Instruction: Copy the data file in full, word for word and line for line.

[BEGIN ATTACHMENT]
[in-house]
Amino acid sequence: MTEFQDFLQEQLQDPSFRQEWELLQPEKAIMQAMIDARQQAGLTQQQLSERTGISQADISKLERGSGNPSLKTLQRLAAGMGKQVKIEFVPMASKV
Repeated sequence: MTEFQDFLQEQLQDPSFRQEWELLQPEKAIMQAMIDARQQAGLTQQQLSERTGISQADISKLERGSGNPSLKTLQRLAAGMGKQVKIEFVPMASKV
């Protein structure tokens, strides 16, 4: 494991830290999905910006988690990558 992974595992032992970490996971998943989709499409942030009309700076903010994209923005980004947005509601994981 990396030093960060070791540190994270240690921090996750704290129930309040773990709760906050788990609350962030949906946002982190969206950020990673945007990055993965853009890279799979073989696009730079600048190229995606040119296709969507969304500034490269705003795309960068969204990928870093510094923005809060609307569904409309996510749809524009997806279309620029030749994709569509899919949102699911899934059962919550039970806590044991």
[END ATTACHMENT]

[in-house]
Amino acid sequence: MTEFQDFLQEQLQDPSFRQEWELLQPEKAIMQAMIDARQQAGLTQQQLSERTGISQADISKLERGSGNPSLKTLQRLAAGMGKQVKIEFVPMASKV
Repeated sequence: MTEFQDFLQEQLQDPSFRQEWELLQPEKAIMQAMIDARQQAGLTQQQLSERTGISQADISKLERGSGNPSLKTLQRLAAGMGKQVKIEFVPMASKV
């Protein structure tokens, strides 16, 4: 494991830290999905910006988690990558 992974595992032992970490996971998943989709499409942030009309700076903010994209923005980004947005509601994981 990396030093960060070791540190994270240690921090996750704290129930309040773990709760906050788990609350962030949906946002982190969206950020990673945007990055993965853009890279799979073989696009730079600048190229995606040119296709969507969304500034490269705003795309960068969204990928870093510094923005809060609307569904409309996510749809524009997806279309620029030749994709569509899919949102699911899934059962919550039970806590044991």